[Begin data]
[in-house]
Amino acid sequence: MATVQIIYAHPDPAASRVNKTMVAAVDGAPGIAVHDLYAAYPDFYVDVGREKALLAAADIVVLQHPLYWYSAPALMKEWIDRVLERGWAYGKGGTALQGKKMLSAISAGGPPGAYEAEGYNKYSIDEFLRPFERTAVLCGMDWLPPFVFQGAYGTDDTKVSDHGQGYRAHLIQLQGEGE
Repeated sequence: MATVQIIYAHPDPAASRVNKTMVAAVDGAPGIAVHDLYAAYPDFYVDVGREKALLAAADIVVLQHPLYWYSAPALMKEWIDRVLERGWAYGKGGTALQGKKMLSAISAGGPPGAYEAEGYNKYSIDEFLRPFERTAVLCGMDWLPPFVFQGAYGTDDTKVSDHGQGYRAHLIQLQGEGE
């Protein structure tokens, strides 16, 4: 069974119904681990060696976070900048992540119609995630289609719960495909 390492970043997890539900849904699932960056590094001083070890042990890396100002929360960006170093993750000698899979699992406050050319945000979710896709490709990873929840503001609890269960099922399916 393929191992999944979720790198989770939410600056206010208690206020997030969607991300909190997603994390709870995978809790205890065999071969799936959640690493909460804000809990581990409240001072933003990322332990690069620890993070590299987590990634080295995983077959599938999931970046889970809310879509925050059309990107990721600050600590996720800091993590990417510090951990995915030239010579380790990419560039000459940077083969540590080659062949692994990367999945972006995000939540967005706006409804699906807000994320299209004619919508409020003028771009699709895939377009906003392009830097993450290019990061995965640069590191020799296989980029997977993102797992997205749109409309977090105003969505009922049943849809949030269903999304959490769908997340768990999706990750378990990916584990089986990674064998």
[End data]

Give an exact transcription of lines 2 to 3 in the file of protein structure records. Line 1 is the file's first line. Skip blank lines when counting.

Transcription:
Amino acid sequence: MATVQIIYAHPDPAASRVNKTMVAAVDGAPGIAVHDLYAAYPDFYVDVGREKALLAAADIVVLQHPLYWYSAPALMKEWIDRVLERGWAYGKGGTALQGKKMLSAISAGGPPGAYEAEGYNKYSIDEFLRPFERTAVLCGMDWLPPFVFQGAYGTDDTKVSDHGQGYRAHLIQLQGEGE
Repeated sequence: MATVQIIYAHPDPAASRVNKTMVAAVDGAPGIAVHDLYAAYPDFYVDVGREKALLAAADIVVLQHPLYWYSAPALMKEWIDRVLERGWAYGKGGTALQGKKMLSAISAGGPPGAYEAEGYNKYSIDEFLRPFERTAVLCGMDWLPPFVFQGAYGTDDTKVSDHGQGYRAHLIQLQGEGE